Alpine skiing faces steep downhill decline, climate experts warn
March 18 2018 02:01 AM
SNOWFALL: Seating as part of an Alpine cable car station in the Bavarian Alps is covered in fresh snow.

High-altitude Alpine ski resorts might be celebrating heavy snowfalls this season. But as tour operators and businesses cash in, such hardy winters will become only rarer in the future. By Christiane Oelrich

Alpine researcher Werner Baetzing gives classic winter tourism with downhill skiing in the Alps only two decades more.
“The skiing is now partially reliant on artificial snow and a lot of effort. It might go on like that for another 15 years, with ever higher costs, but in 20 years, it’s over,” he warns.
Climatologist Christoph Marty, from the Institute for Snow and Avalanche Research (SLF) in the Swiss town of Davos, also views this winter’s thick snowfall in the Alps as a whim of nature. The long-term warming trend remains unchanged, he agrees. “The temperature rise is too dominant. The last three winters were way too warm,” he says.
Despite the current snow bonanza, the winter of 2017-18 will likely also be warmer than the long-term average. Moreover, there was only a lot of snow at high altitudes.
“But even up there we see an increasing number of days that are so warm, that precipitation falls as rain rather than snow,” Marty adds.
Snow volumes in the Alps are expected to decline by 70 per cent by the end of the century, according to a study co-authored by the climatologist.
When considering snow levels at an altitude of 300 to 800 metres, there have been only three years with more snow than the long-term average since the beginning of the 1990s. All the others had less.
“Fifteen years ago, ski resorts were still heavily dependent on natural snow. Today, many can no longer guarantee snow without using artificial snow,” says Marty.
Artificial production is the solution, says Austria’s national winter sports and tourism platform Allianz Zukunft Winter. “The bottom line is that this business is about snow,” says the organization’s current strategy paper.
Sinking billions of dollars into cable car operations to reach more areas with reliable natural snow is also seen as viable.
But maintaining ski tourism with snow machines increases climate-damaging CO2 emissions. “Artificial snow-making is more likely to come from non-renewable resources,” says Marty.
France, the largest Alpine downhill operator with some 8,000 kilometres of slopes - against Austria’s 6,800 and Switzerland’s 5,800 kilometres - is banking on expanding usable slopes.
It’s also tapping China’s giant winter sports market.
The ski company Compagnie des Alpes is actively courting the Chinese concern Fosun, which owns the Club Med family.
“By 2022, 300 million Chinese are expected to be able to ski. That’s as much as all the skiers in Europe combined,” says Baetzing.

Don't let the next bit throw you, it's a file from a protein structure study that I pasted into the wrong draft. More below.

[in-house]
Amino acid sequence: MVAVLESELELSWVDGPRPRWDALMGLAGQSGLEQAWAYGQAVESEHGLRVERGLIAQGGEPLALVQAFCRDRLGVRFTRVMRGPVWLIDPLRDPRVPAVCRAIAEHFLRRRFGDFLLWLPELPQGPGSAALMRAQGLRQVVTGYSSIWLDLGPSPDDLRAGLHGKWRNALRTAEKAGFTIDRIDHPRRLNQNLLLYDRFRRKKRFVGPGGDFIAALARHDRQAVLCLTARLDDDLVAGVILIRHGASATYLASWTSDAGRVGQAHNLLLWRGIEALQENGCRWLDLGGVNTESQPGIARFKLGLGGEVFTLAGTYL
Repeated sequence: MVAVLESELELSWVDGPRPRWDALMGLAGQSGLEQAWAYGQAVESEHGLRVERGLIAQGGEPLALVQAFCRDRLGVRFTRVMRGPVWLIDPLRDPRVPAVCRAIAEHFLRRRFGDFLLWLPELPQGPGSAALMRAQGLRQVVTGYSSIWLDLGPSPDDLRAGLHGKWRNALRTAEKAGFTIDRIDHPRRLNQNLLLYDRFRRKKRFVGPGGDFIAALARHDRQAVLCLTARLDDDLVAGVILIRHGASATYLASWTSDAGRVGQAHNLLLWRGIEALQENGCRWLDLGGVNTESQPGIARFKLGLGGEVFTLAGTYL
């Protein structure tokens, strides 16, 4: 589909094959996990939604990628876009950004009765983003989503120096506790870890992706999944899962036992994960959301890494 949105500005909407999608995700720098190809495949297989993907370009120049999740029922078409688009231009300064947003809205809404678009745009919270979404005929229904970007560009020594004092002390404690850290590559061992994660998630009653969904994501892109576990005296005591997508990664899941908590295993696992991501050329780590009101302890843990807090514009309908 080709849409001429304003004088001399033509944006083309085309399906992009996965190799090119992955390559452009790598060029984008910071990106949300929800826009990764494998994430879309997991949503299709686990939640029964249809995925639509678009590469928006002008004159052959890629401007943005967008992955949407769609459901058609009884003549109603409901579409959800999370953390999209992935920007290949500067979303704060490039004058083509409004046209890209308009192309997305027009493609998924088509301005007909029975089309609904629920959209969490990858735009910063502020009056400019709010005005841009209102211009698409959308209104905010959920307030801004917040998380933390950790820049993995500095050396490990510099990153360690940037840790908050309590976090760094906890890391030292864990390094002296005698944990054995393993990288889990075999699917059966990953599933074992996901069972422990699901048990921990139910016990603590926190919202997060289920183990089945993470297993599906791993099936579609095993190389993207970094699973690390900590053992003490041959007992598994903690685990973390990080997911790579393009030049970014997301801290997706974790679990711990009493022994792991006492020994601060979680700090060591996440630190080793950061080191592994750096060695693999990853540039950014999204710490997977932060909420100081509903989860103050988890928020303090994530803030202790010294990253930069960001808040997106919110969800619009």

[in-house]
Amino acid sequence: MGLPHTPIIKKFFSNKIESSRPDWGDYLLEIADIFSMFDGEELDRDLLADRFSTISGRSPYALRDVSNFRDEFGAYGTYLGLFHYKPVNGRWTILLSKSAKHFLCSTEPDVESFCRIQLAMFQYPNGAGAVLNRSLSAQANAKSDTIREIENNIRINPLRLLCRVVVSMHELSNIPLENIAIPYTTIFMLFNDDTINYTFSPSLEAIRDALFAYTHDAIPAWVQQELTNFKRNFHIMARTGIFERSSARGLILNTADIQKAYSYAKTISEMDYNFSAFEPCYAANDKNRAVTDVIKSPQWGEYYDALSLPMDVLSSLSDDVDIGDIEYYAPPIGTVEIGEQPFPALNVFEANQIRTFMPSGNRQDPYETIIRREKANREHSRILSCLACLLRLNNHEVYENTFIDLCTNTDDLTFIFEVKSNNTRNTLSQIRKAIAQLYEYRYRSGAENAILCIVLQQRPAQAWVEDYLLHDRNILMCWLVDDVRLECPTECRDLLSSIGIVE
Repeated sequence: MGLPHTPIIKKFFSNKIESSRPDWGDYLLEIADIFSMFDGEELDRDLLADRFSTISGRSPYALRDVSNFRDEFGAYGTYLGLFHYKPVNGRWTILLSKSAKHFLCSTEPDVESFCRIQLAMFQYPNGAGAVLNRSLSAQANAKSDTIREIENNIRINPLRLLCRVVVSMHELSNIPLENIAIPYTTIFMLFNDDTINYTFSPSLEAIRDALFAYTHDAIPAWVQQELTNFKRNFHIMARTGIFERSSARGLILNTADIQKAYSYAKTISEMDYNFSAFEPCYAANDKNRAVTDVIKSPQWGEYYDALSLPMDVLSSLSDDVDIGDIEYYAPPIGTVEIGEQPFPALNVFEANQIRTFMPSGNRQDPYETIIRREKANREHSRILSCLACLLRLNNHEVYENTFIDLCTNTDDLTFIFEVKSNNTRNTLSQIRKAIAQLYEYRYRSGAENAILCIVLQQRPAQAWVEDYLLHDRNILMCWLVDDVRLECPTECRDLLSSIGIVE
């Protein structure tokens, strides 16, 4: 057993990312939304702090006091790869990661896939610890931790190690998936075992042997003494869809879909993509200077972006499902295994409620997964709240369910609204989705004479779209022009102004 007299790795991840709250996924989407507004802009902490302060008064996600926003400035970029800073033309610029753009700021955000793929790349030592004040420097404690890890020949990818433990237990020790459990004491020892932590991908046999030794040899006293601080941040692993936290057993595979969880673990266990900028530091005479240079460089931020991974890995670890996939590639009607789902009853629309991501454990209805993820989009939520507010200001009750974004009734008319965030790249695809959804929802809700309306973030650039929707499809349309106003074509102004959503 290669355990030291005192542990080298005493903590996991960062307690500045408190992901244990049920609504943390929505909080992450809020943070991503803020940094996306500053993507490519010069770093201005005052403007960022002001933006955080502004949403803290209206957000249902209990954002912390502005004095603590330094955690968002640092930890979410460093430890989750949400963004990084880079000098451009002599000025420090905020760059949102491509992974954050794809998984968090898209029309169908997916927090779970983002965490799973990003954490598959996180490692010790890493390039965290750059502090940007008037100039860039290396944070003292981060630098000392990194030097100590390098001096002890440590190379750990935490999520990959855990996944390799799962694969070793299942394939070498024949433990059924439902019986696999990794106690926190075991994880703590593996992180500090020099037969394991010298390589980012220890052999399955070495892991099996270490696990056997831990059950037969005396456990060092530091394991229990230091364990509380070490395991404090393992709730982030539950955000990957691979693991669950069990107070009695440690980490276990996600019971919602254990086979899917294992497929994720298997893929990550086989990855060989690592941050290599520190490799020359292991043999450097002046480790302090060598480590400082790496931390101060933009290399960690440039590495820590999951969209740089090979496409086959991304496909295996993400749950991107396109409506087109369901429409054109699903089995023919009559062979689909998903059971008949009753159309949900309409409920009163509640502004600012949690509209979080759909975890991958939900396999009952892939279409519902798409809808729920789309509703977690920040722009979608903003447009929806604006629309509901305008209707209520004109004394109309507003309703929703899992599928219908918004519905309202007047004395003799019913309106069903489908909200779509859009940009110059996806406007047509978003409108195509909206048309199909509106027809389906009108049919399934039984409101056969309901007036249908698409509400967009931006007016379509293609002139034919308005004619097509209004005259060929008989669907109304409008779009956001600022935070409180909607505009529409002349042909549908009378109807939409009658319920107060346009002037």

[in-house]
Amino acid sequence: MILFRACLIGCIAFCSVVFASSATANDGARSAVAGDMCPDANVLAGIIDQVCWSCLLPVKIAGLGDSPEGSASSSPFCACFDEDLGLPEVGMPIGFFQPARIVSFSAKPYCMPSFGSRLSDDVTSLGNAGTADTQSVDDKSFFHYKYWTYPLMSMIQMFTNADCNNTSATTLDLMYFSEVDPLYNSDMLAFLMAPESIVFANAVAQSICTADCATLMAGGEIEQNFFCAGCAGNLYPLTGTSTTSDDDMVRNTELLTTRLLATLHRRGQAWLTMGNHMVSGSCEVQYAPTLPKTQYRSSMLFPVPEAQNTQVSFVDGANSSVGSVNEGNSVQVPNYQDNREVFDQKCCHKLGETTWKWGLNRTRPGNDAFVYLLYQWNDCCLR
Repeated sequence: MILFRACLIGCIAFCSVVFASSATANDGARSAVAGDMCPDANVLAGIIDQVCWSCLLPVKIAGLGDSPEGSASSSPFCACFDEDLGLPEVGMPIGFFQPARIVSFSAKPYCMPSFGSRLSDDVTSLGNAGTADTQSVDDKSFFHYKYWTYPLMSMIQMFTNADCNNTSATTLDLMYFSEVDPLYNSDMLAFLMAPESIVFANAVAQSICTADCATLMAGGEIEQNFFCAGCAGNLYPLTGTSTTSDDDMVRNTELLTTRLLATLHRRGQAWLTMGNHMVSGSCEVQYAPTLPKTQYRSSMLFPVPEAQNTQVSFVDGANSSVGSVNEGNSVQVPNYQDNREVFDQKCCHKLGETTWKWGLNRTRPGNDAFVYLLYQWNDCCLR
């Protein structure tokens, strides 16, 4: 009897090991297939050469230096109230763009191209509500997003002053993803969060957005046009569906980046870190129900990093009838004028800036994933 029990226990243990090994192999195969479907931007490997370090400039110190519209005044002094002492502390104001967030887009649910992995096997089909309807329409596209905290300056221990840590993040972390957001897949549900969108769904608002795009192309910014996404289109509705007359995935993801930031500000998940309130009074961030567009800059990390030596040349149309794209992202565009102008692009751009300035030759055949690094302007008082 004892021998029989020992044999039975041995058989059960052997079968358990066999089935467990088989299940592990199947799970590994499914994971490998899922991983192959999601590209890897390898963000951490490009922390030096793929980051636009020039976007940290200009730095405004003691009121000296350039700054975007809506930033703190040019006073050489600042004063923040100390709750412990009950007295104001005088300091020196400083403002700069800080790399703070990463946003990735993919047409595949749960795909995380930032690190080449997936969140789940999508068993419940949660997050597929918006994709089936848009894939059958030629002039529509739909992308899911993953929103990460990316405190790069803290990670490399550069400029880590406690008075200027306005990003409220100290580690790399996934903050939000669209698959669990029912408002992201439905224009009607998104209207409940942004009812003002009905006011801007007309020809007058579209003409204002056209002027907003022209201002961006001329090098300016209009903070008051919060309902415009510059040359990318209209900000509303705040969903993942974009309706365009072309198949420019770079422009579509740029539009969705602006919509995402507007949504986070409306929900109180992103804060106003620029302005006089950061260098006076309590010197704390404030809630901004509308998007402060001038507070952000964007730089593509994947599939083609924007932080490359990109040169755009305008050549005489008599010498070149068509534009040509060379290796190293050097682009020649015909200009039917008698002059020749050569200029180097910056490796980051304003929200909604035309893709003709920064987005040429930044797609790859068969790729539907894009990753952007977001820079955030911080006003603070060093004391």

Meanwhile, he warns of an ecological disaster if the Alpine skiing industry founders since making snow requires an entire industrial infrastructure that cannot be simply abandoned.
Water reservoirs, hundreds of them were built at altitudes between 1,800 and 3,000 metres to supply snow production, would have to be dismantled so the water does not overflow. Otherwise it risks breaking free as “a tidal wave,” explains Baetzing.
Restoring ski resorts to their natural state would altogether be a huge undertaking. Other concepts of winter leisure must be developed instead, like gentle tourism with hiking and even cycling. “You do not need any technical infrastructure and big capital for that,” he adds.
Switzerland and Austria have begun to break out of old patterns by promoting winter holidays without skiing.
“There are already offers in which snow is no longer the main attraction. We promote recuperation, romance, cuisine and enjoyment,” says Ulrike Rauch-Keschmann of the Austrian Tourist Office.
“Snow plays a big role when booking, but when people are actually sitting by the fireside on holiday, it’s not so important how thick the snow cover is outside,” she adds.
According to a market analysis by Swiss bank Credit Suisse, there was about a 25 per cent decrease in skiing days in Switzerland in winter 2016-17 than in 2007-08.
The study estimates that by 2035, only a minority of ski resorts will be guaranteed enough natural snow to not need machines.
Because Swiss ski resorts are generally located higher up than in Austria, the Swiss market position may temporarily improve.
“However, whether this will suffice to offset the altogether negative effects of global warming or not is questionable,” the study notes. – DPA

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